Reported adherence with recommendations was determined during the follow-up telephone interview. Adherence was defined as the patient’s reported compliance with the follow-up medical advice pro- vided in the ED [8]. The measures for this study were all self-reported, which has been cited as one of the more accurate records of what a pa- tient has done in the context of medical adherence [19]. Study data were collected and managed using Research Electronic Data Capture software hosted at the University of Utah [20].

We classified participants as adherent or nonadherent with rec- ommendations made during the ED visit based upon their responses during the follow-up interview to a dichotomous yes or no question: “Did you comply with the recommendations your ER doctor made when you visited the ER last week?” We then asked participants which specific recommendation they complied with after the ED visit. We compared the 2 groups using ?2, Fisher’s exact test or Wilcoxon rank sum (Mann-Whitney) for categorical variables and Student’s t test for continuous variables. Univariate and multivariate logistic regression analyses were used to examine the relationship between adherence and reported follow-up behaviors, adjusting for demographics, socioeconomic status, health insurance status, having a Primary care physician , overall health rating, and se- lected health literacy variables [8]. Partially completed surveys were included, and missing data are reported as such. All P values are for a 2-sided comparison. The resulting sample size of n = 286 patients adherent with ED recommendations and n = 33 nonadherent pro- vided 80% power using a 2-sided comparison to detect a difference of 20% and 44%, respectively, on a categorical variable and a differ- ence of 0.52 SDs on a continuous variable. Statistical analyses were performed using Stata 12.0 (StataCorp, College Station, TX).

  1. Results

Over the 8-month study period, 422 ED patients agreed to partici- pate in the study. The mean age of the study cohort was 43.6 (+-17.9) years, 57.4% were female, and 88.9% were white (non-Hispanic) (Table 1). Most participants reported being insured (82.5%), and 71.1% of the patients indicated that their ED visit was urgent or life threaten- ing. Individuals who were excluded or elected not to participate in the study were not significantly different from the study population by sex but differed in their reported race and ethnicity. Participant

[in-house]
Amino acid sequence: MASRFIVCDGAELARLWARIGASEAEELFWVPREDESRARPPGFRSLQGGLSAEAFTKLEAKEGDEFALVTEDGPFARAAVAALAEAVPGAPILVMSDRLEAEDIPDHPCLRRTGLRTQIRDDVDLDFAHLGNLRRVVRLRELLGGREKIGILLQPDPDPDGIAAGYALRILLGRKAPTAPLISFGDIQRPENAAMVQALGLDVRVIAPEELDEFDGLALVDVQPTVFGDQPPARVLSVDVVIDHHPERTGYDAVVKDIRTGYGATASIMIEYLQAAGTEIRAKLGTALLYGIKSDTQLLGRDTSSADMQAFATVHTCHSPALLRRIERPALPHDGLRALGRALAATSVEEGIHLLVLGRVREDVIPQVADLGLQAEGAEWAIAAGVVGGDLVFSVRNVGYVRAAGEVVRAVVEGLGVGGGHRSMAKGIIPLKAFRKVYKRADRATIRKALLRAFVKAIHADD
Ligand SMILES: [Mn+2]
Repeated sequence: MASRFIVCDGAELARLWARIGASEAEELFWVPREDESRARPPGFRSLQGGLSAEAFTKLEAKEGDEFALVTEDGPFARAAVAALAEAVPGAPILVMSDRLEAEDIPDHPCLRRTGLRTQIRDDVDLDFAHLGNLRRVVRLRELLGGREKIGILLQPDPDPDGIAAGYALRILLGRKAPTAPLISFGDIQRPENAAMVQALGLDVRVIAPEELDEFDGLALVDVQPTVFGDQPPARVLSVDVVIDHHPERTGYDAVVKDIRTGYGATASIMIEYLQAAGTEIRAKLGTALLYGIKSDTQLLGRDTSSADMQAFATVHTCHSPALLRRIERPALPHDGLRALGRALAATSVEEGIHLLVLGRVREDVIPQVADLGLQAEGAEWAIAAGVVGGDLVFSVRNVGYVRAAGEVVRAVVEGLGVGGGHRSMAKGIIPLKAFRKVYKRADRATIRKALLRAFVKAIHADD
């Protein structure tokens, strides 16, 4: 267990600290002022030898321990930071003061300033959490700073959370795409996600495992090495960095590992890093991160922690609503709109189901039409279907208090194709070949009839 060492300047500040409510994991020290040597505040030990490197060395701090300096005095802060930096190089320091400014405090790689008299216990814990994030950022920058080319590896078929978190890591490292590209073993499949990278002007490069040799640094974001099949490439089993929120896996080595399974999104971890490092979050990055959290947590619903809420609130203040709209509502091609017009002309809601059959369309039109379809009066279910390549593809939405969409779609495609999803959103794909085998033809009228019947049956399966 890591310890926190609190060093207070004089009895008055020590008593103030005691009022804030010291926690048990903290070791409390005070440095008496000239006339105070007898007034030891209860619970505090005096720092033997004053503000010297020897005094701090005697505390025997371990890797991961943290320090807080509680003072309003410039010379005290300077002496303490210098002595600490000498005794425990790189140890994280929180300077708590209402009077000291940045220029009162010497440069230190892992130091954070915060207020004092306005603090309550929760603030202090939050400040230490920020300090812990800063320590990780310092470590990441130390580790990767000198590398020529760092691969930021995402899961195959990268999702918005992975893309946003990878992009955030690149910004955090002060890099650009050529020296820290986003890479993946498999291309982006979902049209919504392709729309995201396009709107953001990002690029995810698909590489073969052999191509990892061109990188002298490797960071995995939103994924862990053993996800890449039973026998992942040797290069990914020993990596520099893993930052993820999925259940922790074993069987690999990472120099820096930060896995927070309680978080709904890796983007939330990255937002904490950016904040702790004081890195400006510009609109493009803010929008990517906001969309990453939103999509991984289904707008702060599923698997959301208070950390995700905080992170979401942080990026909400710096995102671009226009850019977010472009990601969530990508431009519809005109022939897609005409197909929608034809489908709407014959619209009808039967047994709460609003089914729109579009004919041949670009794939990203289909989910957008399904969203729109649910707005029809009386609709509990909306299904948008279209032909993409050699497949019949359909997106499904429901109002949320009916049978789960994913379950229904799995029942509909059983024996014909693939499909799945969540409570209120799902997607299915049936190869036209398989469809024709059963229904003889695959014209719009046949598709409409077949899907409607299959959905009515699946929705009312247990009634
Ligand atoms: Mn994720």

3.3% received additional testing, 15.4% filled recommended medica- tions, 5.2% were admitted to the hospital, and 7.8% indicated “other” as their response, which included “rest,” “taking time off work,” and “drinking plenty of fluids.”

We conducted univariate regression analysis to evaluate the as- sociation of demographic covariates with reported adherence to ED follow-up recommendations. In the univariate logistic model, 4 co- variates were significantly associated with adherence to ED recommendations: income, Hispanic ethnicity, having a PCP, and in- surance status (Table 3).

We created a multivariate model that included age and education, which have been reported to be associated with adherence in previous studies as well as the variables which were statistically significant in our univariate analyses, with the exception of insurance status due to its col- linear association with having a PCP (odds ratio [OR], 5.9; 95% confi- dence interval [CI], 3.3-10.6; P b .001). Having a PCP was independently associated with adherence to ED follow-up recommen- dations (OR, 2.6; 95% CI, 1.1-6.1; P = .03). In addition, those with a self-reported annual income of greater than $35000 had an OR for com- pliance of 3.0 (95% CI, 1.2-7.2; P = .02) compared to those with an in- come of b$35000, and those who did not report Hispanic ethnicity had an OR of 2.8 (95% CI, 1.1-7.1; P = .03) compared to those reporting Hispanic ethnicity. No other covariates were significantly associated with adherence in the multivariate model.

In addition, we noted a significant difference between individuals with and without a PCP and the impact of cost on compliance with medical recommendations both at baseline and follow-up. At base- line, 40.3% of those without a PCP indicated that cost at least some- times impacted their intent to follow up with medical recommendations vs 22.9% of those with a PCP (P b .001). We noted a similar pattern at the follow-up survey (36.8% vs 17.5%; P = .02) (Fig. 1).